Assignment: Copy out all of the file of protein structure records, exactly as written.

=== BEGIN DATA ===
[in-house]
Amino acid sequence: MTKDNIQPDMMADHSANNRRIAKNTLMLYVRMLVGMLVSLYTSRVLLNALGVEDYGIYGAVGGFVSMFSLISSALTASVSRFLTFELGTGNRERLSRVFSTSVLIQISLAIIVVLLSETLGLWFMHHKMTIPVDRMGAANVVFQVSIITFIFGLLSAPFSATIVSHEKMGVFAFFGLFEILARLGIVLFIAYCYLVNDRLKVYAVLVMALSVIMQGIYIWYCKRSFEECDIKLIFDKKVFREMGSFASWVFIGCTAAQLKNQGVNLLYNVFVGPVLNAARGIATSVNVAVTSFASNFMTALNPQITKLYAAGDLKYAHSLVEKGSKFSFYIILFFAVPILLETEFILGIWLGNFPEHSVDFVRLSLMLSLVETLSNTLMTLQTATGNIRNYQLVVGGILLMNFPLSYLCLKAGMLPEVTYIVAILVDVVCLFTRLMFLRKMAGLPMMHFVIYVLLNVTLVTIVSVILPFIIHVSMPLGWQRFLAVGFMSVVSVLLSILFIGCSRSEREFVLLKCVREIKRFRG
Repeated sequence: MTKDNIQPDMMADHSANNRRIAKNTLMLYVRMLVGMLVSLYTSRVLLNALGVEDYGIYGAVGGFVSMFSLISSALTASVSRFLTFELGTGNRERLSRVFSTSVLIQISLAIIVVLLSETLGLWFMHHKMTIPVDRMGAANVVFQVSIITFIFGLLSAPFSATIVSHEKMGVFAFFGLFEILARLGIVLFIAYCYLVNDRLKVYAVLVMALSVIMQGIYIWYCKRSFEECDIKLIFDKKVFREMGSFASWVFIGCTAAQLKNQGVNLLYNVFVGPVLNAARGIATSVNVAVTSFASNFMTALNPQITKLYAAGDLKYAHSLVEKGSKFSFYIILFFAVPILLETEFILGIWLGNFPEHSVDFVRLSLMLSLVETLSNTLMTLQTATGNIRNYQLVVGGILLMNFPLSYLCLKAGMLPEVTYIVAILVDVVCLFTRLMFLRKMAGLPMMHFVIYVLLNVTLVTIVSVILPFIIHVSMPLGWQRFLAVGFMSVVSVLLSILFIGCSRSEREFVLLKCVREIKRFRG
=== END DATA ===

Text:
[in-house]
Amino acid sequence: MTKDNIQPDMMADHSANNRRIAKNTLMLYVRMLVGMLVSLYTSRVLLNALGVEDYGIYGAVGGFVSMFSLISSALTASVSRFLTFELGTGNRERLSRVFSTSVLIQISLAIIVVLLSETLGLWFMHHKMTIPVDRMGAANVVFQVSIITFIFGLLSAPFSATIVSHEKMGVFAFFGLFEILARLGIVLFIAYCYLVNDRLKVYAVLVMALSVIMQGIYIWYCKRSFEECDIKLIFDKKVFREMGSFASWVFIGCTAAQLKNQGVNLLYNVFVGPVLNAARGIATSVNVAVTSFASNFMTALNPQITKLYAAGDLKYAHSLVEKGSKFSFYIILFFAVPILLETEFILGIWLGNFPEHSVDFVRLSLMLSLVETLSNTLMTLQTATGNIRNYQLVVGGILLMNFPLSYLCLKAGMLPEVTYIVAILVDVVCLFTRLMFLRKMAGLPMMHFVIYVLLNVTLVTIVSVILPFIIHVSMPLGWQRFLAVGFMSVVSVLLSILFIGCSRSEREFVLLKCVREIKRFRG
Repeated sequence: MTKDNIQPDMMADHSANNRRIAKNTLMLYVRMLVGMLVSLYTSRVLLNALGVEDYGIYGAVGGFVSMFSLISSALTASVSRFLTFELGTGNRERLSRVFSTSVLIQISLAIIVVLLSETLGLWFMHHKMTIPVDRMGAANVVFQVSIITFIFGLLSAPFSATIVSHEKMGVFAFFGLFEILARLGIVLFIAYCYLVNDRLKVYAVLVMALSVIMQGIYIWYCKRSFEECDIKLIFDKKVFREMGSFASWVFIGCTAAQLKNQGVNLLYNVFVGPVLNAARGIATSVNVAVTSFASNFMTALNPQITKLYAAGDLKYAHSLVEKGSKFSFYIILFFAVPILLETEFILGIWLGNFPEHSVDFVRLSLMLSLVETLSNTLMTLQTATGNIRNYQLVVGGILLMNFPLSYLCLKAGMLPEVTYIVAILVDVVCLFTRLMFLRKMAGLPMMHFVIYVLLNVTLVTIVSVILPFIIHVSMPLGWQRFLAVGFMSVVSVLLSILFIGCSRSEREFVLLKCVREIKRFRG